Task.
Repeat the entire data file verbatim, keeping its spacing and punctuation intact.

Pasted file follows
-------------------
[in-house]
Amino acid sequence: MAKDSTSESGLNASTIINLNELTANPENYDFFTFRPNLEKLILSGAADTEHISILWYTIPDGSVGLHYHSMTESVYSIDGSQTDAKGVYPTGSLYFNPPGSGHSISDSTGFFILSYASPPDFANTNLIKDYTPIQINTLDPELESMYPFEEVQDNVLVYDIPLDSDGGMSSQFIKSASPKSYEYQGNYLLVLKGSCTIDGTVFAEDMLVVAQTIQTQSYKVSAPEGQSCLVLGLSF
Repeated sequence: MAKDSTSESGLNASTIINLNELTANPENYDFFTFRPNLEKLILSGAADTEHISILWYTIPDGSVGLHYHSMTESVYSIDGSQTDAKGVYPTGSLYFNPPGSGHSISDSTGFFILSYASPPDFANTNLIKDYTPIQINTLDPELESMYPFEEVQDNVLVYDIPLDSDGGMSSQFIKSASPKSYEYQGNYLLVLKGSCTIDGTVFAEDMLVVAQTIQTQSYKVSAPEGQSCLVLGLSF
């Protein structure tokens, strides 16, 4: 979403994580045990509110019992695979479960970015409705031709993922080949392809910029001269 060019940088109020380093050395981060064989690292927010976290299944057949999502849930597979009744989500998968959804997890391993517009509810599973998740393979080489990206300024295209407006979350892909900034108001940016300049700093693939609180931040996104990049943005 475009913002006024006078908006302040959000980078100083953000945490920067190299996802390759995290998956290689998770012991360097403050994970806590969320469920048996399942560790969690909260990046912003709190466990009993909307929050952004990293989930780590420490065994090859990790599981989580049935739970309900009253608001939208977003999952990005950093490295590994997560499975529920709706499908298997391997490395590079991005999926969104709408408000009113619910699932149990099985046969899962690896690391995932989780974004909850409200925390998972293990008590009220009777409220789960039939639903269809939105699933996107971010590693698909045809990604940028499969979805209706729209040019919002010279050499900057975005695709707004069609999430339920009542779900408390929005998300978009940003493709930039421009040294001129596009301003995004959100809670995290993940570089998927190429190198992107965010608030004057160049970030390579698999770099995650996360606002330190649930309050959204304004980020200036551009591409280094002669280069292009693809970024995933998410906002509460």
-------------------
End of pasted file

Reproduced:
[in-house]
Amino acid sequence: MAKDSTSESGLNASTIINLNELTANPENYDFFTFRPNLEKLILSGAADTEHISILWYTIPDGSVGLHYHSMTESVYSIDGSQTDAKGVYPTGSLYFNPPGSGHSISDSTGFFILSYASPPDFANTNLIKDYTPIQINTLDPELESMYPFEEVQDNVLVYDIPLDSDGGMSSQFIKSASPKSYEYQGNYLLVLKGSCTIDGTVFAEDMLVVAQTIQTQSYKVSAPEGQSCLVLGLSF
Repeated sequence: MAKDSTSESGLNASTIINLNELTANPENYDFFTFRPNLEKLILSGAADTEHISILWYTIPDGSVGLHYHSMTESVYSIDGSQTDAKGVYPTGSLYFNPPGSGHSISDSTGFFILSYASPPDFANTNLIKDYTPIQINTLDPELESMYPFEEVQDNVLVYDIPLDSDGGMSSQFIKSASPKSYEYQGNYLLVLKGSCTIDGTVFAEDMLVVAQTIQTQSYKVSAPEGQSCLVLGLSF
């Protein structure tokens, strides 16, 4: 979403994580045990509110019992695979479960970015409705031709993922080949392809910029001269 060019940088109020380093050395981060064989690292927010976290299944057949999502849930597979009744989500998968959804997890391993517009509810599973998740393979080489990206300024295209407006979350892909900034108001940016300049700093693939609180931040996104990049943005 475009913002006024006078908006302040959000980078100083953000945490920067190299996802390759995290998956290689998770012991360097403050994970806590969320469920048996399942560790969690909260990046912003709190466990009993909307929050952004990293989930780590420490065994090859990790599981989580049935739970309900009253608001939208977003999952990005950093490295590994997560499975529920709706499908298997391997490395590079991005999926969104709408408000009113619910699932149990099985046969899962690896690391995932989780974004909850409200925390998972293990008590009220009777409220789960039939639903269809939105699933996107971010590693698909045809990604940028499969979805209706729209040019919002010279050499900057975005695709707004069609999430339920009542779900408390929005998300978009940003493709930039421009040294001129596009301003995004959100809670995290993940570089998927190429190198992107965010608030004057160049970030390579698999770099995650996360606002330190649930309050959204304004980020200036551009591409280094002669280069292009693809970024995933998410906002509460």